Population analysis of Vibrio parahaemolyticus originating from different geographical regions demonstrates a high genetic diversity
1 Institute of Food Hygiene, Freie Universitaet Berlin, Koenigsweg 69, 14163 Berlin, Germany
2 Government Veterinary Office, Walikanda 51070, Polonnaruwa, Sri Lanka
3 Alfred Wegener Institute for Polar and Marine Research, 27498 Heligoland, Germany
4 Bavarian Health and Food Safety Authority, Oberschleißheim, Germany
BMC Microbiology 2014, 14:59 doi:10.1186/1471-2180-14-59Published: 8 March 2014
Vibrio parahaemolyticus is frequently isolated from environmental and seafood samples and associated with gastroenteritis outbreakes in American, European, Asian and African countries. To distinguish between different lineages of V. parahaemolyticus various genotyping techniques have been used, incl. multilocus sequence typing (MLST). Even though some studies have already applied MLST analysis to characterize V. parahaemolyticus strain sets, these studies have been restricted to specific geographical areas (e.g. U.S. coast, Thailand and Peru), have focused exclusively on pandemic or non-pandemic pathogenic isolates or have been based on a limited strain number.
To generate a global picture of V. parahaemolyticus genotype distribution, a collection of 130 environmental and seafood related V. parahaemolyticus isolates of different geographical origins (Sri Lanka, Ecuador, North Sea and Baltic Sea as well as German retail) was subjected to MLST analysis after modification of gyrB and recA PCRs. The V. parahaemolyticus population was composed of 82 unique Sequence Types (STs), of which 68 (82.9%) were new to the pubMLST database. After translating the in-frame nucleotide sequences into amino acid sequences, less diversity was detectable: a total of 31 different peptide Sequence Types (pSTs) with 19 (61.3%) new pSTs were generated from the analyzed isolates. Most STs did not show a global dissemination, but some were supra-regionally distributed and clusters of STs were dependent on geographical origin. On peptide level no general clustering of strains from specific geographical regions was observed, thereby the most common pSTs were found on all continents (Asia, South America and Europe) and rare pSTs were restricted to distinct countries or even geographical regions. One lineage of pSTs associated only with strains from North and Baltic Sea strains was identified.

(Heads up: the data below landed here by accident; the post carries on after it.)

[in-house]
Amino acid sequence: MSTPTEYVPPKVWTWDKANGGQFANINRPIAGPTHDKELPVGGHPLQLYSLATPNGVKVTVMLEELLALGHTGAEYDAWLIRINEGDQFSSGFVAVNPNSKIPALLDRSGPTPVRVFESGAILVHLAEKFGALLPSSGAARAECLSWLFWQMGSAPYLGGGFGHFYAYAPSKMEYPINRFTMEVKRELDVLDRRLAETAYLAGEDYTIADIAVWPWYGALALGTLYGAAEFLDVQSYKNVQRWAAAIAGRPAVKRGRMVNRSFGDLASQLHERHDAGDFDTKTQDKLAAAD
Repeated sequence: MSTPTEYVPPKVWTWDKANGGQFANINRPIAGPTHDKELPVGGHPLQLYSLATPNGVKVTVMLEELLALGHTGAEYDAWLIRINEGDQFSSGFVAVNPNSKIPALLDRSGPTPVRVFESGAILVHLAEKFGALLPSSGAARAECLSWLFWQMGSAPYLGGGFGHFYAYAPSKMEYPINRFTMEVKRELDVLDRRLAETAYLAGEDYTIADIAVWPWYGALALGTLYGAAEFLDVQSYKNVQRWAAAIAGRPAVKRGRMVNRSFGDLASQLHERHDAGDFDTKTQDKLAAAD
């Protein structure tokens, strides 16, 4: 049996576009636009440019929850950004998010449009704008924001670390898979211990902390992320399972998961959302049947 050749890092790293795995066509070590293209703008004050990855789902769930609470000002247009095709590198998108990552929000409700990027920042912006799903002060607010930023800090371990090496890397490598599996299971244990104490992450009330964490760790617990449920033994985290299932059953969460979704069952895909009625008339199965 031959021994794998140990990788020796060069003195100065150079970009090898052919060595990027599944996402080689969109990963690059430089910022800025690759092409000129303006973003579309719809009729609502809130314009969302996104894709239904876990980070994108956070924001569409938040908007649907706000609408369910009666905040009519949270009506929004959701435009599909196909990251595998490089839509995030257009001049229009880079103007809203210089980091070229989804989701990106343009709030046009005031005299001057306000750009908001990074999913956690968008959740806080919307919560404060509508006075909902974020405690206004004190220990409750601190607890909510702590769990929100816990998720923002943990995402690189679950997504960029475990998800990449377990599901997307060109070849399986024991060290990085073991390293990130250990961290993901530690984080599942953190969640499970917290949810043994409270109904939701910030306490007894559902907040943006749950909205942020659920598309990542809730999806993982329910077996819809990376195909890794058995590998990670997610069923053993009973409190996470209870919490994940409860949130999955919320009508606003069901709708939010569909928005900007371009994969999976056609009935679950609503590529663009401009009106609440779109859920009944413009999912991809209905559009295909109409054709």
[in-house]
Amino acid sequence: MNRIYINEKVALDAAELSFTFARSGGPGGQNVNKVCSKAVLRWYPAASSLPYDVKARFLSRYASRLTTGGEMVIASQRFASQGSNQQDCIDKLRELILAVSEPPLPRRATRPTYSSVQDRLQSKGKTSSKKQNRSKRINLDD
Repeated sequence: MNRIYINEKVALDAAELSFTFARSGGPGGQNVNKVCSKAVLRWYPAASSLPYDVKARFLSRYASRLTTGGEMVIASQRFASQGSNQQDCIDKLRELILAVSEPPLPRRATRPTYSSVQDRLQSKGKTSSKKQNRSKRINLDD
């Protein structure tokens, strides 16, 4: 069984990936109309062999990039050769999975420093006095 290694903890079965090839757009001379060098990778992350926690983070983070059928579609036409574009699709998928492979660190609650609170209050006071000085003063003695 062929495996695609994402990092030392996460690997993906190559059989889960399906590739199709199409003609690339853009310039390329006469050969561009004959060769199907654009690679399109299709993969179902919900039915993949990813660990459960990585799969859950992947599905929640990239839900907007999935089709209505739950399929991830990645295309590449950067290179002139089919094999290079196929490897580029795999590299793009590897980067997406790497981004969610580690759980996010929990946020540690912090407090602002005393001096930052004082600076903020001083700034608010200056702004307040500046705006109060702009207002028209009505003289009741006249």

Our study reveals a high genetic diversity in the analyzed V. parahaemolyticus strain set as well as for geographical strain subsets, with a high proportion of newly discovered alleles and STs. Differences between the subsets were identified. Our data support the postulated population structure of V. parahaemolyticus which follows the ‘epidemic’ model of clonal expansion. Application of peptide based AA-MLST allowed the identification of reliable relationships between strains.